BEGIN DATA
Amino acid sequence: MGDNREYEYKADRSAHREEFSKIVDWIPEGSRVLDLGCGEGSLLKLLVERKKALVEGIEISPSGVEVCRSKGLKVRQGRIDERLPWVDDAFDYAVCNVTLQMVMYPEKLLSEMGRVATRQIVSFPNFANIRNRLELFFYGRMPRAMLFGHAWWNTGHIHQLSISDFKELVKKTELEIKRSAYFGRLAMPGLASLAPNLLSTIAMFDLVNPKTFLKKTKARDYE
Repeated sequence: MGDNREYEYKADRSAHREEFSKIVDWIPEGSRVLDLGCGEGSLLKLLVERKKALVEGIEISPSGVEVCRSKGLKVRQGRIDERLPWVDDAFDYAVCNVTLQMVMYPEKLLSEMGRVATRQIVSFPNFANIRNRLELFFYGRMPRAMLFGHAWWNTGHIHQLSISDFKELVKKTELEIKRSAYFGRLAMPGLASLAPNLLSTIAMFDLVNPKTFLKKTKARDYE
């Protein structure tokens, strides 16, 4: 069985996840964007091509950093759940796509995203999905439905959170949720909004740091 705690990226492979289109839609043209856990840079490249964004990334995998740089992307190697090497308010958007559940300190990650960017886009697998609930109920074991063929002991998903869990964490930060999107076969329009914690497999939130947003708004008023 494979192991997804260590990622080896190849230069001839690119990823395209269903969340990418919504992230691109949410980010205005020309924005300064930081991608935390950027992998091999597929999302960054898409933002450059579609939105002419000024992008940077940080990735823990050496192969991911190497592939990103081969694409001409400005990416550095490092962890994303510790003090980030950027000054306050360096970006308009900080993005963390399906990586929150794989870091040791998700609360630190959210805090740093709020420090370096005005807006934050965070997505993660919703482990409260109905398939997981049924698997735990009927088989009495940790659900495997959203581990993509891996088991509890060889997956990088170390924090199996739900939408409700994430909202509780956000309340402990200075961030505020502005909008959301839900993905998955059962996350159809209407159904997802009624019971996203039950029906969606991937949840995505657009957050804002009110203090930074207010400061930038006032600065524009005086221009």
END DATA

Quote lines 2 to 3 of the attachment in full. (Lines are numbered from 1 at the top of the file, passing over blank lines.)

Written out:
Repeated sequence: MGDNREYEYKADRSAHREEFSKIVDWIPEGSRVLDLGCGEGSLLKLLVERKKALVEGIEISPSGVEVCRSKGLKVRQGRIDERLPWVDDAFDYAVCNVTLQMVMYPEKLLSEMGRVATRQIVSFPNFANIRNRLELFFYGRMPRAMLFGHAWWNTGHIHQLSISDFKELVKKTELEIKRSAYFGRLAMPGLASLAPNLLSTIAMFDLVNPKTFLKKTKARDYE
């Protein structure tokens, strides 16, 4: 069985996840964007091509950093759940796509995203999905439905959170949720909004740091 705690990226492979289109839609043209856990840079490249964004990334995998740089992307190697090497308010958007559940300190990650960017886009697998609930109920074991063929002991998903869990964490930060999107076969329009914690497999939130947003708004008023 494979192991997804260590990622080896190849230069001839690119990823395209269903969340990418919504992230691109949410980010205005020309924005300064930081991608935390950027992998091999597929999302960054898409933002450059579609939105002419000024992008940077940080990735823990050496192969991911190497592939990103081969694409001409400005990416550095490092962890994303510790003090980030950027000054306050360096970006308009900080993005963390399906990586929150794989870091040791998700609360630190959210805090740093709020420090370096005005807006934050965070997505993660919703482990409260109905398939997981049924698997735990009927088989009495940790659900495997959203581990993509891996088991509890060889997956990088170390924090199996739900939408409700994430909202509780956000309340402990200075961030505020502005909008959301839900993905998955059962996350159809209407159904997802009624019971996203039950029906969606991937949840995505657009957050804002009110203090930074207010400061930038006032600065524009005086221009």